Research on domestic abuse among Latina, homeless and conservative Mennonite women earns JustPax grant

Silent_Violence_Sheeler_LargeCarolyn Stauffer has spent much of her life and career listening to women on three continents tell of violence and abuse in their lives. In a current project that highlights peacebuilding in intimate domains, she is listening again—this time to domestic violence survivors from within communities of homeless women, undocumented Latinas and Mennonite women from Old Order or conservative church communities.

While empowering the women, the storytelling itself also provides important clues about finding access into these hidden communities, identifying the most likely allies within each community, and understanding the complicated choices the women make in seeking or not seeking help.

“Their courage and resilience are breathtaking,” says Stauffer, assistant professor of sociology at Eastern Mennonite University.

Called “Silent Violence,” the project recently garnered a $10,200 grant from The JustPax Fund (TJPX), which focuses on individuals and organizations working for effective change through innovative approaches to societal challenges relating to gender, environmental and/or economic justice. TJPX is administered by Everence Charitable Services through the Everence affiliate, Mennonite Foundation.

Six projects were awarded approximately $58,000 from a pool of 15 applicants, according to Joseph Lapp, managing director at the Harrisonburg Everence office.

“The Advisory Committee believes this project is a positive method of vocalizing the silence around domestic violence,” Lapp said. Upon successful completion of the first-year goals, an additional $7,100 will be awarded to complete the project in its second year.

“Vocalizing the silence” is an important and restorative component of this study, Stauffer says. “We are using a strengths-based approach and want to build on and help surface the assets and resilient strategies these women have been developing. They are obviously surviving and going on with their lives. So what can they teach us about the strategies they are using, and the relationships and social support networks they are building?”

The women’s stories are also helping researchers identify “what we’re calling structural holes,” Stauffer continues. “How are our ideologies or institutions complicit? What are the gaps within the system that these women are falling through? These particular groups of women exist under circumstances where protections and services are less likely to reach them.”

Bridget Mullins is among several master’s level students with the Center for Justice and Peacebuilding who have contributed to the research since the project’s inception. Fluent in Spanish from several years of living in Latin America, Mullins partnered with Cristian Quezada (MA `13 in conflict transformation) to conduct interviews with many of the Latina women. She’s now preparing to conduct interviews within the two other communities.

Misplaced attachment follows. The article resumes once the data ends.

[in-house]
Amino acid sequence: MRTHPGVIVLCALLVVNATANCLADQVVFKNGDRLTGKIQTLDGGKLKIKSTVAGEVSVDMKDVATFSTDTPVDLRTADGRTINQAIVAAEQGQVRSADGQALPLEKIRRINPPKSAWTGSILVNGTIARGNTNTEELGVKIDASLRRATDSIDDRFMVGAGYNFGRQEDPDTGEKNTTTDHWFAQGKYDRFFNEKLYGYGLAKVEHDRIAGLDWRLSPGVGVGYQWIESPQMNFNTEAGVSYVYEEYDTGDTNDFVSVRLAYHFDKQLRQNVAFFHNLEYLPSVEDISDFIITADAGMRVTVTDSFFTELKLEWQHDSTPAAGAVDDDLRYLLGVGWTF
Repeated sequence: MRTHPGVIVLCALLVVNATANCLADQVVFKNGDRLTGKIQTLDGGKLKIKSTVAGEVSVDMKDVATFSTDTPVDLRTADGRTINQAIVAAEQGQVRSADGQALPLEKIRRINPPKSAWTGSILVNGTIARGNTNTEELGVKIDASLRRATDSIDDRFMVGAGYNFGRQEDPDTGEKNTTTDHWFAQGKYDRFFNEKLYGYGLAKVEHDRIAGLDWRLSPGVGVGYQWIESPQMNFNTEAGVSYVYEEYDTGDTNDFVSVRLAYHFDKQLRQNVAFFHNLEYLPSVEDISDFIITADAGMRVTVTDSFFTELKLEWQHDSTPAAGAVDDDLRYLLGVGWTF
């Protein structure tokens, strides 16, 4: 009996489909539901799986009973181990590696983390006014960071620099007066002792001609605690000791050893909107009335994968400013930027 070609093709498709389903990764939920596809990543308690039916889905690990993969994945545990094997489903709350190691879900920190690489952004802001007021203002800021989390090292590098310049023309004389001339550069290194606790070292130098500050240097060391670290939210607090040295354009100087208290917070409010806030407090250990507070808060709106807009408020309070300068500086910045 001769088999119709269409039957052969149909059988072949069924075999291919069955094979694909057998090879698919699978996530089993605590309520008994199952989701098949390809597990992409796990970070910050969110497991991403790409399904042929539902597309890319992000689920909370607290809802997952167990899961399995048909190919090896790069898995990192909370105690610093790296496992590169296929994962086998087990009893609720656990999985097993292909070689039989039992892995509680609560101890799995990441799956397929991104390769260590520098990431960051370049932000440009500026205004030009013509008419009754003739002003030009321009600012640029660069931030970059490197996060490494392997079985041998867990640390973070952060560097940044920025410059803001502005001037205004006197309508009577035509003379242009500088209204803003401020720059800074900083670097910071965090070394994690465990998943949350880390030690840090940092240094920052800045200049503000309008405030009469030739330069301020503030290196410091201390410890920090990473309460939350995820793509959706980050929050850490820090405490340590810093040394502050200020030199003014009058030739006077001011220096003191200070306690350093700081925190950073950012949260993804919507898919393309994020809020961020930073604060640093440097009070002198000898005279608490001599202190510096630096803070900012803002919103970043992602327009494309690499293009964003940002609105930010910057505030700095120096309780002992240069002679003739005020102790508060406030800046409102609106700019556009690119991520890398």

“My favorite moment during these interviews is the last question,” she said. “That last question is, ‘What advice would you give to women in a similar situation?’ Their voices shine through. You can see them looking with hindsight and realizing how much they have been through, and drawing on their wisdom to communicate hope to other women who might be living through something similar.”

One important goal of the project is social transformation. Some participants have taken part in circle processes to share and reflect on their experiences or in a healing arts workshop facilitated by Cristian and Anita Quezada. Stauffer is also working on other ways to safely share the women’s stories without compromising confidentiality or putting them in danger.

A one-day symposium involving survivor groups, service providers, business, academic, religious and public officials is being planned for next year.

Stauffer notes that the financial commitment from the JustPax Fund is an important affirmation of the need to address micro-level violence and create a place to safely and carefully house these narratives as “sacred stories” of our collective life. She views an arts-based approach as “particularly effective because it unlocks many parts of who we are that would otherwise remain trapped in trauma responses.”

“Our faith tradition is peace-oriented on an international level,” Stauffer says, “and we have focused a lot of time and energy on that kind of macro-violence, but we haven’t been as forthcoming about the violence that is happening within our intimate domains, here at home, and in our communities.

“At the end of the day, if we’re ignoring this type of violence, we’re undermining our peace witness. This project addresses that and helps us see ways that we can surface those stories, validate them and work to address those needs in the families and communities where we live.”

Article by: Lauren Jefferson
Photo by: Michael Sheeler



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